In this Intelligence Report: The convicted business tycoon will be looking at a long prison sentence.
Rezko has never been elected or appointed to anything in Illinois, but for years he was the man behind the curtain in the administration of Rod Blagojevich. Federal prosecutors have considered him as the "Wizard of Rod," pulling the levers on government cheating, bribes and payoffs.
Now, the government wants Rezko behind an iron curtain for up to 15 years.
It was just five years ago that Rezko had Governor Blagojevich's ear--and they both hand their hands in the state's pocket.
"Today we unsealed two indictments against Antoine Rezko, both involved efforts to illegally obtain millions of dollars," said United States Attorney Patrick Fitzgerald.
Rezko was Blagojevich's chief of shakedowns, a real estate developer from the North Shore. Rezko was the outsider, unencumbered by the government rules and regulations of his co-defendant Stuart Levine.
Levine was Blagojevich's inside advisor and corrupt member of the teacher's pension board.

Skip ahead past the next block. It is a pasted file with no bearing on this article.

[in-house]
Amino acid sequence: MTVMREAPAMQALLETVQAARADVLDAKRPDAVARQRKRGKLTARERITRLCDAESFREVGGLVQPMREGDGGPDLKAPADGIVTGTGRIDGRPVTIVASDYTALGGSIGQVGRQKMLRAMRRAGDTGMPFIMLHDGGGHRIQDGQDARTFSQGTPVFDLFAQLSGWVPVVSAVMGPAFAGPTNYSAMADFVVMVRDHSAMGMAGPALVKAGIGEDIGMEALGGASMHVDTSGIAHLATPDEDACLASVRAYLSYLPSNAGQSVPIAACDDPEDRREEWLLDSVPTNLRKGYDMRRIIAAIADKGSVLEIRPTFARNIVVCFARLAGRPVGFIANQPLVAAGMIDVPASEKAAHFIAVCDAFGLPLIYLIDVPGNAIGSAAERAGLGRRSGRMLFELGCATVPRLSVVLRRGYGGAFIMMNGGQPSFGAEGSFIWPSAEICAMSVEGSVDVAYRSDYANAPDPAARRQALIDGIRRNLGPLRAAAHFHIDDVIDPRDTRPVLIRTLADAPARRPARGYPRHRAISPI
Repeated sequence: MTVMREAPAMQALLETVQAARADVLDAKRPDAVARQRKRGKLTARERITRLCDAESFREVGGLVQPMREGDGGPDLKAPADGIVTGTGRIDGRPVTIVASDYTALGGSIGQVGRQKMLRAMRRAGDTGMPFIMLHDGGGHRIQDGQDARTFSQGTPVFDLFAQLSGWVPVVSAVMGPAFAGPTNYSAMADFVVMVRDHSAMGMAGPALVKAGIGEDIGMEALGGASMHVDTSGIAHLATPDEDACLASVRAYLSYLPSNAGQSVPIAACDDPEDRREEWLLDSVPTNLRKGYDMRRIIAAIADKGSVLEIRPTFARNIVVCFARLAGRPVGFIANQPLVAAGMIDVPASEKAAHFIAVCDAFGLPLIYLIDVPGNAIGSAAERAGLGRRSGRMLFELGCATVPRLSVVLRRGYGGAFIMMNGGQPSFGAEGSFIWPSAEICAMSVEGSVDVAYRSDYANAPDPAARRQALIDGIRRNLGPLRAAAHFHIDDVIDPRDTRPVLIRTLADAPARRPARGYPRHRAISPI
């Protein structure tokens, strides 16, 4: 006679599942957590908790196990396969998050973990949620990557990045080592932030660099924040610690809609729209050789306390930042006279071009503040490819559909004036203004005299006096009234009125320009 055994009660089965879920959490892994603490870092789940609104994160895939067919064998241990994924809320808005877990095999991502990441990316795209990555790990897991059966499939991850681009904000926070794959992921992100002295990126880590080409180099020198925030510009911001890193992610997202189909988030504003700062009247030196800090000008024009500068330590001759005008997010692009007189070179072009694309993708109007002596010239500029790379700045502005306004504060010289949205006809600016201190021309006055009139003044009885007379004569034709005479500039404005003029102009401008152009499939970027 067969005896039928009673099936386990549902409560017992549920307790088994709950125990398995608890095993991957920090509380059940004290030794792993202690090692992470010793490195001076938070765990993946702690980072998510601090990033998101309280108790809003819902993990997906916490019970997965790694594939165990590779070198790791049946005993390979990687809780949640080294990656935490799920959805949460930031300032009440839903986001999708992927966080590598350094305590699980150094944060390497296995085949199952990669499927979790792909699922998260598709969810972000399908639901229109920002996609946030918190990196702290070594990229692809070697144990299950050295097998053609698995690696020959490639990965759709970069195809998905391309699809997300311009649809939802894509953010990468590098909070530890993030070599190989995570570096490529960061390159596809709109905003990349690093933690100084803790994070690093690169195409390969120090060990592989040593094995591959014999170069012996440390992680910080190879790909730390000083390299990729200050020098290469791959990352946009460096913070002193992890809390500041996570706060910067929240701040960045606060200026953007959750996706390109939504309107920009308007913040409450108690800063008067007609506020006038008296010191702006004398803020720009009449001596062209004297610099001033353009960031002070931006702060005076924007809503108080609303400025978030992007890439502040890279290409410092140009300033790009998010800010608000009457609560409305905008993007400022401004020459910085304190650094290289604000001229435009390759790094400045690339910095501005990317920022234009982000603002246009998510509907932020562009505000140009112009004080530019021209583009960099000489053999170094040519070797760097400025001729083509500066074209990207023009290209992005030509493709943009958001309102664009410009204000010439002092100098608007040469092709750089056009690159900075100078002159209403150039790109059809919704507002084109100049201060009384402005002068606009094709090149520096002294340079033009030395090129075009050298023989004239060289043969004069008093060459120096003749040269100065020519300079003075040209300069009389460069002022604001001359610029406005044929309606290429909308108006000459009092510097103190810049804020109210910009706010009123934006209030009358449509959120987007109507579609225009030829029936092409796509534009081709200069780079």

According to the government's memo filed Friday in advance of Rezko's November 22 sentencing, Rezko was the "idea man and point person" who was to "convert power...into millions" of dollars for himself and Blagojevich and a few others in what prosecutors call a "breathtaking fraud."
Rezko decided to cooperate with authorities only after he was convicted. Levine cooperated from the beginning and pleaded guilty.
According to federal officials Friday, either Levine or Rezko could have been selected to testify against Blagojevich but that they chose Levine. Of two dirty witnesses they determined, Rezko was the least reliable.
Although the government had to take Blagojevich to trial twice, the strategy was successful. Levine also testified against Springfield power broker William Cellini, who was convicted this week, leading prosecutors to state in Friday's court filing that Levine's cooperation was "dramatically more valuable" than Rezko's.
Rezko was a chronic liar and manipulator, according to the government's sentencing memo, and not to be trusted. His limited cooperation will probably end up doing him some good though.
Under federal sentencing guidelines, Rezko is eligible for life in prison. Prosecutors are asking for 11 to 15 years.